CSS Flexbox Layout Module (Part-2)

co-founder

By Aliul Islam

Date: February 20, 2020

covid 19

Hope that you all like my last blog about Flexbox. Today we will learn more about Flexbox elaborately.     

1. Flexbox Direction

Flexbox direction is a single direction concept. Flex has two direction horizontal rows or vertical columns. Flexbox direction property:

.container {
   flex-direction: row | row-reverse | column | column-reverse;
}

The flex-direction default value is row. Now we will create a menu-bar where we are going to use flex-direction. 

HTML :

<div class="container">
       <h2 class="header">flex-direction property</h2>
 
       <ul class="menu">
           <li><a href="#home">Home</a></li>
           <li><a href="#news">News</a></li>
           <li><a href="#contact">Contact</a></li>
           <li><a href="#about">About</a></li>
       </ul>
</div>


CSS: 

body {
   margin: 0;
   padding: 0;
}
a{
   text-decoration: none;

}
 
li{
   list-style: none;
}
.container {
   width: 800px;
   background: #CECECE;
   margin: auto;
}
.header{
   margin-bottom: 5px;
}
 
.menu {
   display: flex;
   justify-content: center;
   flex-direction: row;
}
 
.menu>li {
   padding: 5px;
}


Output:

Suppose we want the menu in reverse order, change flex-direction value to row-reverse. 


Output:

Another most exciting use of flex-direction is a sidebar menu. We can easily create vertical column-wise sidebar menus. Here we change the flex-direction to the column. 


CSS:

.menu {
   display: flex;
   justify-content: center;
   flex-direction: column;
}


Output :

You can also reverse the column output.

.menu {
   display: flex;
   justify-content: center;
   flex-direction: column-reverse;
}


Output:


2. Flexbox Item order

By default, flex items an order is source order. Suppose we have three items. Now we change the view order without changing the HTML.

Now we want item-2 to be the first position and then after item-1 is second and item-3 is third. We change it by merely copying paste item-2 before item-1, but now we don’t touch HTML code. We use flex order property. Now we see how to change their position.


HTML:

<div class="content">
           <div class="item">
               <h3>Item 1</h3>
               <p>
                   Lorem Ipsum is simply dummy text of the printing and typesetting industry. Lorem Ipsum has been the industry's standard dummy text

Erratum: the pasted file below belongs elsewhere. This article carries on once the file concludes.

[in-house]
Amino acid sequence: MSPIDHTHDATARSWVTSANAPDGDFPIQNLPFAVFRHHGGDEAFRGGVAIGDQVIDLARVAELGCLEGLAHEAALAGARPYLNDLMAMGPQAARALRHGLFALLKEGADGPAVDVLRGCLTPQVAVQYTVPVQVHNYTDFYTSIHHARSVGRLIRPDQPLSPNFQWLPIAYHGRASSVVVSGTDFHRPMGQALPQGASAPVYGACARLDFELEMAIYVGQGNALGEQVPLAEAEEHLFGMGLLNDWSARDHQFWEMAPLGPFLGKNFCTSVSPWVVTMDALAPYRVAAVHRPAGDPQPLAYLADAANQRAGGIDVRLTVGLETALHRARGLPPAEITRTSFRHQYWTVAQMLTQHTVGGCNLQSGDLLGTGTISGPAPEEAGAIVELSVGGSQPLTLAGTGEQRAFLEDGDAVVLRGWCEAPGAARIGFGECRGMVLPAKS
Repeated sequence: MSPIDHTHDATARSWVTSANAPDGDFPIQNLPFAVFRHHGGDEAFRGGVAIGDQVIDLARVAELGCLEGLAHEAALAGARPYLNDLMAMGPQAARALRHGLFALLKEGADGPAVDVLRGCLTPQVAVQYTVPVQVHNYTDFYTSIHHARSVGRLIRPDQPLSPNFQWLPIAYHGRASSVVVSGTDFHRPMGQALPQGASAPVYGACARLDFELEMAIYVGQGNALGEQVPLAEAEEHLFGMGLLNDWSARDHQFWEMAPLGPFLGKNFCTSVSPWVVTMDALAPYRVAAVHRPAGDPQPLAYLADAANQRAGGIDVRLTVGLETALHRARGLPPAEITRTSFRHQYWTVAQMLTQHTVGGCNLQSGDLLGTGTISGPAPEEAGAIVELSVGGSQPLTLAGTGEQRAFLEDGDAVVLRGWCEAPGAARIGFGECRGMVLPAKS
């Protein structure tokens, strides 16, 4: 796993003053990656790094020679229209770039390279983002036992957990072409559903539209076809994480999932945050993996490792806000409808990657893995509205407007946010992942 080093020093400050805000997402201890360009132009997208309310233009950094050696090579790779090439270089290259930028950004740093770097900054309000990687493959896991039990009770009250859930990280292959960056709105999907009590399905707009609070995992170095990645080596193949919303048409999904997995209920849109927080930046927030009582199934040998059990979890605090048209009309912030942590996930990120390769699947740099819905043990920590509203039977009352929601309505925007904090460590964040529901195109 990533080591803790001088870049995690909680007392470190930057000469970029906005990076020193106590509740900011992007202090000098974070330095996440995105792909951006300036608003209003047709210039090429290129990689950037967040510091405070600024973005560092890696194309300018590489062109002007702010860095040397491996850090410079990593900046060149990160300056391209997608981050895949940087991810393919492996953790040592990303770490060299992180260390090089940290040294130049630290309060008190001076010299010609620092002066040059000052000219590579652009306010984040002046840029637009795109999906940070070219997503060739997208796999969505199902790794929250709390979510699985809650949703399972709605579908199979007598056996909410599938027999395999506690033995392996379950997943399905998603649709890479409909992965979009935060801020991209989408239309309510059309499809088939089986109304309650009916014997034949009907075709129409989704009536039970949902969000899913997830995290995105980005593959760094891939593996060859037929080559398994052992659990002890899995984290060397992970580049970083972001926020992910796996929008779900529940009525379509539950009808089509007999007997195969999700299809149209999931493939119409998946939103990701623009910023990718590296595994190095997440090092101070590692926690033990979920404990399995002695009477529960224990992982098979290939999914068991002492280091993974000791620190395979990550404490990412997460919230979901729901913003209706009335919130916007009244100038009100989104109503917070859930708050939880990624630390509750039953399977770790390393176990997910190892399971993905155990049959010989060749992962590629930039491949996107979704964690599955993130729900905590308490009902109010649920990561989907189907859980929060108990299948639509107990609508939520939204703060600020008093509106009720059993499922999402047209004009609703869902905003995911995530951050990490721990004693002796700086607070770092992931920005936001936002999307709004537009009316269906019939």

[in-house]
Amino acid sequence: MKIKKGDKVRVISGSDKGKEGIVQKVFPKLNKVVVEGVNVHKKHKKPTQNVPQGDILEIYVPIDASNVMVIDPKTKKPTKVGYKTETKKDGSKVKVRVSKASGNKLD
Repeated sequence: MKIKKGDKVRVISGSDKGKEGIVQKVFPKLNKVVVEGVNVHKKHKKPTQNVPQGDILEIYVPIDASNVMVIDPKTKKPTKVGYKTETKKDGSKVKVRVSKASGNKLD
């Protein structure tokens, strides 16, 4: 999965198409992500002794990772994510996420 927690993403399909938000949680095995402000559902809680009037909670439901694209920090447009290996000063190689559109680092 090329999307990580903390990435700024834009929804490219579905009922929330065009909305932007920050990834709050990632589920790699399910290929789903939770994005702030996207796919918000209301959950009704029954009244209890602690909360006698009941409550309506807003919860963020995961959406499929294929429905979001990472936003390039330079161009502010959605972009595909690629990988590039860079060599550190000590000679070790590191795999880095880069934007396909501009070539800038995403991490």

ever since the 1500s, when an unknown printer took a galley of type and scrambled it to make a type specimen book. It has survived
                   not only five centuries, but also the leap into electronic typesetting, remaining essentially unchanged.
               </p>
           </div>
           <div class="item">
               <h3>Item 2</h3>
               <p>
                   Lorem Ipsum is simply dummy text of the printing and typesetting industry. Lorem Ipsum has been the industry's standard dummy
                   text ever since the 1500s, when an unknown printer took a galley of type and scrambled it to make a type specimen book.
                   It has survived not only five centuries, but also the leap into electronic typesetting, remaining essentially unchanged.
                   It was popularised in the 1960s with the release of Letraset sheets containing Lorem Ipsum passages,
                   and more recently with desktop publishing software like Aldus PageMaker including versions of Lorem Ipsum.
               </p>
           </div>
           <div class="item">
               <h3>Item 3</h3>
               <p>
                   Lorem Ipsum is simply dummy text of the printing and typesetting industry. Lorem Ipsum has been the industry's standard dummy text
                   ever since the 1500s, when an unknown printer took a galley of type and scrambled it to make a type specimen book. It has survived
                   not only five centuries, but also the leap into electronic typesetting, remaining essentially unchanged.
               </p>
           </div>
       </div>


CSS:

.content{
   width: auto;
   display: flex;
   justify-content: center;
   margin-top: 10px;
}
 
.content>.item {
   text-align: center;
   border: 1px solid #000000;
   margin-right: 5px;
   padding: 5px;
}

Before use order property its look like this :

Now change there order :


CSS:

.content :nth-child(1) { order: 2; }
.content :nth-child(2) { order: 1; }
.content :nth-child(3) { order: 3; } 

We don’t need to change HTML code where easily can change their order by using their flex order property. 

3. Flexbox Grow property

This defines the ability for a flex item to grow if necessary. It accepts a unitless value that serves as a proportion. It dictates what amount of the available space inside the flex container the item should take up.

If all items have flex-grow set to 1, the remaining space in the container will be distributed equally to all children. If one of the children has a value of 2, the remaining space will take up twice as much space as the others (or it will try to, at least).


HTML:

<h1>The flex-grow Property</h1>
 
       <div class="grow">
       <div style="background-color:#FB7F4F;"></div>
       <div style="background-color:#ADD8E6;"></div>
       <div style="background-color:#F0E68C;"></div>
       <div style="background-color:#FAC0CA;"></div>
       <div style="background-color:#9F5E31;"></div>
       </div>


CSS:

.grow {
   width: 100%;
   height: 100px;
   border: 1px solid #c3c3c3;
   display: flex;
}
  .grow div:nth-of-type(1) {flex-grow: 1;}
 .grow div:nth-of-type(2) {flex-grow: 3;}
 .grow div:nth-of-type(3) {flex-grow: 1;}
 .grow div:nth-of-type(4) {flex-grow: 1;}
 .grow div:nth-of-type(5) {flex-grow: 1;}


Output :

So today we learn about direction, order and the grow property of Flexbox.

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